"As far as I know, we're the only certified garlic seed grower in this quarantine area," My Dad's owner Philip Webb said.

"We've got seven different varieties at this point," Webb said of the 5-year-old seed garlic business that he and his wife bought from the previous grower, and named after his wife's garlic-growing father.

The ISDA comes out three times a year to inspect Webb's farm for white rot, but despite the close scrutiny, Webb said he has been able to expand from one-quarter acre to four.

"We've been selling out of seed every year," he said.

And yet, Webb suggested, the opportunities for other garlic growers is limited.

"It's just a very small niche market," he said. "It's very, very labor-intensive. All the hand-planting and hand-digging and laying it out on shelves to dry, then cleaning, grading, bagging--it takes quite a few people just for a few acres to get all that done. And people don't realize sometimes how labor-intensive that is."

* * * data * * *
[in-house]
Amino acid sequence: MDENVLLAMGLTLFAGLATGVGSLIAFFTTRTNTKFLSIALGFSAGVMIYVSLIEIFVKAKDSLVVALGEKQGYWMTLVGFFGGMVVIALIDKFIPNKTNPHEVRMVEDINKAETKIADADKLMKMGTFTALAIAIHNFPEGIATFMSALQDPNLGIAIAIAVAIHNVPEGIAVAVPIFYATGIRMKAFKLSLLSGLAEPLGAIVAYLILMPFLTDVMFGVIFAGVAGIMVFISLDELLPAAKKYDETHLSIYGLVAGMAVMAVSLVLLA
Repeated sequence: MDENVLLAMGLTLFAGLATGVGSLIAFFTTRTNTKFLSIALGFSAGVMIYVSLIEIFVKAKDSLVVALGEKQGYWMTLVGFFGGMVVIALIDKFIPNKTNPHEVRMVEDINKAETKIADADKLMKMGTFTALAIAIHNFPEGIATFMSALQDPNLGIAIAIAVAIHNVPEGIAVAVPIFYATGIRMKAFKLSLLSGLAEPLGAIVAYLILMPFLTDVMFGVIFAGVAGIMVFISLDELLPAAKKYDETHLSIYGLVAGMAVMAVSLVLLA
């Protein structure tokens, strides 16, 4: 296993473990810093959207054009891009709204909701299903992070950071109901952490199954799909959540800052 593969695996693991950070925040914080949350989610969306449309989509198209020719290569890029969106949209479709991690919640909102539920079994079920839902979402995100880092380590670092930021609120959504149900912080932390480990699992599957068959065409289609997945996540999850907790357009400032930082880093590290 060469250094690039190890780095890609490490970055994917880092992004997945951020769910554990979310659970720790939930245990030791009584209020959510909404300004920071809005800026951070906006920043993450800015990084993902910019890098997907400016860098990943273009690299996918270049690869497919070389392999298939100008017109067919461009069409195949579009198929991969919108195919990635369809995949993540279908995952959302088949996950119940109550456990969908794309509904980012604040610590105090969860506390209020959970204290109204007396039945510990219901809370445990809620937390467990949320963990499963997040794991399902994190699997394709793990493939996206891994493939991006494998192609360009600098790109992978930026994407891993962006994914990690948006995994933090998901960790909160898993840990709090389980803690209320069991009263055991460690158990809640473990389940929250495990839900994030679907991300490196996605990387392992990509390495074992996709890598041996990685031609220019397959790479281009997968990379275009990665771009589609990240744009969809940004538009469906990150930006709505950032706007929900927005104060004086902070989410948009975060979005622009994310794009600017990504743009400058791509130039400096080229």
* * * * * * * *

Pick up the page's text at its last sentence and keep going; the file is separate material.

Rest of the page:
Fledgling garlic farmer Justin Moore agreed.

"Yeah, it's all a pain in the butt," he said on a recent October day as he prepared to plant thousands of cloves of certified garlic in a plot near Boise.

All of Moore's crop was grown from 40 pounds of garlic he purchased from Webb in 2010, planted last fall, then harvested early this summer.

"It's not like you buy the seed, throw it in the ground and pick it," Moore said. "You have to dry it all down perfectly, grade it, and then you have to break apart every single garlic head into individual cloves."

It took Moore all the previous week to do just that and left his thumbs raw.